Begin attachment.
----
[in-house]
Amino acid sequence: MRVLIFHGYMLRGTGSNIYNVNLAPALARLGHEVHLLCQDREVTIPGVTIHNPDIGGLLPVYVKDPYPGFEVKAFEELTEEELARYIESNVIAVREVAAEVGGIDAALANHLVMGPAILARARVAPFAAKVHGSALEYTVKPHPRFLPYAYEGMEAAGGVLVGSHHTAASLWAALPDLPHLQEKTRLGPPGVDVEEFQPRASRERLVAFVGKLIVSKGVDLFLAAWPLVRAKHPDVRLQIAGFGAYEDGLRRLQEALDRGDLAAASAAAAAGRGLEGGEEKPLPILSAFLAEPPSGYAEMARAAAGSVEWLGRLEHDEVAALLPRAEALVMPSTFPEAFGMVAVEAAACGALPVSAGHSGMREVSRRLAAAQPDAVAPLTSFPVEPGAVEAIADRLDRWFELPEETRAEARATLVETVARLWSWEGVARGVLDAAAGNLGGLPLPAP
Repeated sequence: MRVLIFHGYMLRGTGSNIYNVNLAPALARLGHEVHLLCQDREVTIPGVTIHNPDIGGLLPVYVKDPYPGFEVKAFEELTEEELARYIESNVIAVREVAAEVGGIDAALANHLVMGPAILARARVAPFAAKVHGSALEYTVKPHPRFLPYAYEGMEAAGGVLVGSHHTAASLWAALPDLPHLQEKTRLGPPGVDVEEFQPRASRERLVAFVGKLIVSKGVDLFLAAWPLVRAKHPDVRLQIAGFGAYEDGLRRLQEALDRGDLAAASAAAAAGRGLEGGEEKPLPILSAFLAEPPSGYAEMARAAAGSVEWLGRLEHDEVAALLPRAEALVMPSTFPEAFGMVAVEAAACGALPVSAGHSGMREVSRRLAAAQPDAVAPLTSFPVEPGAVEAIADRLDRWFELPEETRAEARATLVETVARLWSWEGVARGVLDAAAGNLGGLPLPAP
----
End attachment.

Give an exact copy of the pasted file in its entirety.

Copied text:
[in-house]
Amino acid sequence: MRVLIFHGYMLRGTGSNIYNVNLAPALARLGHEVHLLCQDREVTIPGVTIHNPDIGGLLPVYVKDPYPGFEVKAFEELTEEELARYIESNVIAVREVAAEVGGIDAALANHLVMGPAILARARVAPFAAKVHGSALEYTVKPHPRFLPYAYEGMEAAGGVLVGSHHTAASLWAALPDLPHLQEKTRLGPPGVDVEEFQPRASRERLVAFVGKLIVSKGVDLFLAAWPLVRAKHPDVRLQIAGFGAYEDGLRRLQEALDRGDLAAASAAAAAGRGLEGGEEKPLPILSAFLAEPPSGYAEMARAAAGSVEWLGRLEHDEVAALLPRAEALVMPSTFPEAFGMVAVEAAACGALPVSAGHSGMREVSRRLAAAQPDAVAPLTSFPVEPGAVEAIADRLDRWFELPEETRAEARATLVETVARLWSWEGVARGVLDAAAGNLGGLPLPAP
Repeated sequence: MRVLIFHGYMLRGTGSNIYNVNLAPALARLGHEVHLLCQDREVTIPGVTIHNPDIGGLLPVYVKDPYPGFEVKAFEELTEEELARYIESNVIAVREVAAEVGGIDAALANHLVMGPAILARARVAPFAAKVHGSALEYTVKPHPRFLPYAYEGMEAAGGVLVGSHHTAASLWAALPDLPHLQEKTRLGPPGVDVEEFQPRASRERLVAFVGKLIVSKGVDLFLAAWPLVRAKHPDVRLQIAGFGAYEDGLRRLQEALDRGDLAAASAAAAAGRGLEGGEEKPLPILSAFLAEPPSGYAEMARAAAGSVEWLGRLEHDEVAALLPRAEALVMPSTFPEAFGMVAVEAAACGALPVSAGHSGMREVSRRLAAAQPDAVAPLTSFPVEPGAVEAIADRLDRWFELPEETRAEARATLVETVARLWSWEGVARGVLDAAAGNLGGLPLPAP